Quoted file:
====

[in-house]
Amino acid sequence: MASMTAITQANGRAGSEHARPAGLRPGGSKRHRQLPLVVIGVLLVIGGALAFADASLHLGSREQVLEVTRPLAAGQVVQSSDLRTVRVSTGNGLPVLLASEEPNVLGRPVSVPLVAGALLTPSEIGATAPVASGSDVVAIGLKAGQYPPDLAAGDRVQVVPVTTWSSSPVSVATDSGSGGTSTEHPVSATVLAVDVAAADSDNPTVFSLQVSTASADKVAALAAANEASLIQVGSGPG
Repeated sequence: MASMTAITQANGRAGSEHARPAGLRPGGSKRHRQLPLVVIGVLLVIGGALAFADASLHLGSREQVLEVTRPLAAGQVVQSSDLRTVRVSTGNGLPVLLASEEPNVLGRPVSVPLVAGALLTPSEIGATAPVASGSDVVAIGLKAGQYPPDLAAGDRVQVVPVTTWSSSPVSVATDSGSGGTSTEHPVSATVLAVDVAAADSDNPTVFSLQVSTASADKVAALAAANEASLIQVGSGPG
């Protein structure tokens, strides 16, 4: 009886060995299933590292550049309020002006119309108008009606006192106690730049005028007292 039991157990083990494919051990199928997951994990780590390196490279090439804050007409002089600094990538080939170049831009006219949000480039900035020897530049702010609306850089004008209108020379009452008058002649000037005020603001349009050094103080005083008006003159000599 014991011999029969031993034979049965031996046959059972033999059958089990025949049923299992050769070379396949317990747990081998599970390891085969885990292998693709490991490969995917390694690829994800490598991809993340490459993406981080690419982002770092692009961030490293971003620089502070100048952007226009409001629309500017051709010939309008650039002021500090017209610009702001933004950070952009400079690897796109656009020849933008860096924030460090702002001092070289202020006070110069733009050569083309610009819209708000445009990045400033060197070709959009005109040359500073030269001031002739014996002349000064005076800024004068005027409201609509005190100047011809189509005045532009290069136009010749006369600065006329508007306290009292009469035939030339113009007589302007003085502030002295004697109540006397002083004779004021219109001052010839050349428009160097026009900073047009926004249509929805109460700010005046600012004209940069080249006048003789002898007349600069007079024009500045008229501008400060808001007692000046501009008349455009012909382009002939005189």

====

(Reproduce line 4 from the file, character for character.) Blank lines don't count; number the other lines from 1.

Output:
């Protein structure tokens, strides 16, 4: 009886060995299933590292550049309020002006119309108008009606006192106690730049005028007292 039991157990083990494919051990199928997951994990780590390196490279090439804050007409002089600094990538080939170049831009006219949000480039900035020897530049702010609306850089004008209108020379009452008058002649000037005020603001349009050094103080005083008006003159000599 014991011999029969031993034979049965031996046959059972033999059958089990025949049923299992050769070379396949317990747990081998599970390891085969885990292998693709490991490969995917390694690829994800490598991809993340490459993406981080690419982002770092692009961030490293971003620089502070100048952007226009409001629309500017051709010939309008650039002021500090017209610009702001933004950070952009400079690897796109656009020849933008860096924030460090702002001092070289202020006070110069733009050569083309610009819209708000445009990045400033060197070709959009005109040359500073030269001031002739014996002349000064005076800024004068005027409201609509005190100047011809189509005045532009290069136009010749006369600065006329508007306290009292009469035939030339113009007589302007003085502030002295004697109540006397002083004779004021219109001052010839050349428009160097026009900073047009926004249509929805109460700010005046600012004209940069080249006048003789002898007349600069007079024009500045008229501008400060808001007692000046501009008349455009012909382009002939005189």